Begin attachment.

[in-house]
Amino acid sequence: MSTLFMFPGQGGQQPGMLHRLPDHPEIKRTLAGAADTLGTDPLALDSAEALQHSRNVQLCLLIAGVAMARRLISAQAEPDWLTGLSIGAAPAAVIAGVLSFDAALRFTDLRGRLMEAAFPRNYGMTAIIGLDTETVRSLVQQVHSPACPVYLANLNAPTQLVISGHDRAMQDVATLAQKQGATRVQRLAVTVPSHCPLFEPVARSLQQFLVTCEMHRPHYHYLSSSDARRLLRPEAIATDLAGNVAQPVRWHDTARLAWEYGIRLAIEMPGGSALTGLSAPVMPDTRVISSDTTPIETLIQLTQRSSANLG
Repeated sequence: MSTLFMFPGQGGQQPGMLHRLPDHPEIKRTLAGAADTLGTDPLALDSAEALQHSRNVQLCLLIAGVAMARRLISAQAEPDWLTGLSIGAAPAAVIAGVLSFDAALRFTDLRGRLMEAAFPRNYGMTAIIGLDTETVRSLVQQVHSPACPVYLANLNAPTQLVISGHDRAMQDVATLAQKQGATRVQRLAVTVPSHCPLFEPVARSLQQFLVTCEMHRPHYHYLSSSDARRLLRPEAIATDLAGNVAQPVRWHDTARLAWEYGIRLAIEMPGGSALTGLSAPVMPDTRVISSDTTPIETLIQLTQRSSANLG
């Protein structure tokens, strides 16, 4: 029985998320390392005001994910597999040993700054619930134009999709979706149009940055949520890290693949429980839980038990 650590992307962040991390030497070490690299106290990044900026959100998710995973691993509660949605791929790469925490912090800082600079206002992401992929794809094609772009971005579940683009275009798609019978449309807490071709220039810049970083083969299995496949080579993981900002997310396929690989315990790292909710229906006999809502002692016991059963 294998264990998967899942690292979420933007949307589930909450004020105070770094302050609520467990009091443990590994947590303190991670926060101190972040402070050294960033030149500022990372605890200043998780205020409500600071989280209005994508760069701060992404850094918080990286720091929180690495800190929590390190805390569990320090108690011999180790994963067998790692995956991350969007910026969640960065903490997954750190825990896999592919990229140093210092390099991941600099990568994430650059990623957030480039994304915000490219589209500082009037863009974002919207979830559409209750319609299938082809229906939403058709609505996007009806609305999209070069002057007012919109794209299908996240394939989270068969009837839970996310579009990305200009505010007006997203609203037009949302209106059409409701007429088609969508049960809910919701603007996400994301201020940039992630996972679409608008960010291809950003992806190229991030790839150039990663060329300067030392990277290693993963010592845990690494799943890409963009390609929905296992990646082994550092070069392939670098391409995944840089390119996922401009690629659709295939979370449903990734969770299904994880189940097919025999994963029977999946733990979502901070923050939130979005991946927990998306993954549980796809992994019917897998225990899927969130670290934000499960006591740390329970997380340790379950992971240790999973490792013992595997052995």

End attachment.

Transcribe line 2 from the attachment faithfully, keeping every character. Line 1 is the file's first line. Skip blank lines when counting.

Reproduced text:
Amino acid sequence: MSTLFMFPGQGGQQPGMLHRLPDHPEIKRTLAGAADTLGTDPLALDSAEALQHSRNVQLCLLIAGVAMARRLISAQAEPDWLTGLSIGAAPAAVIAGVLSFDAALRFTDLRGRLMEAAFPRNYGMTAIIGLDTETVRSLVQQVHSPACPVYLANLNAPTQLVISGHDRAMQDVATLAQKQGATRVQRLAVTVPSHCPLFEPVARSLQQFLVTCEMHRPHYHYLSSSDARRLLRPEAIATDLAGNVAQPVRWHDTARLAWEYGIRLAIEMPGGSALTGLSAPVMPDTRVISSDTTPIETLIQLTQRSSANLG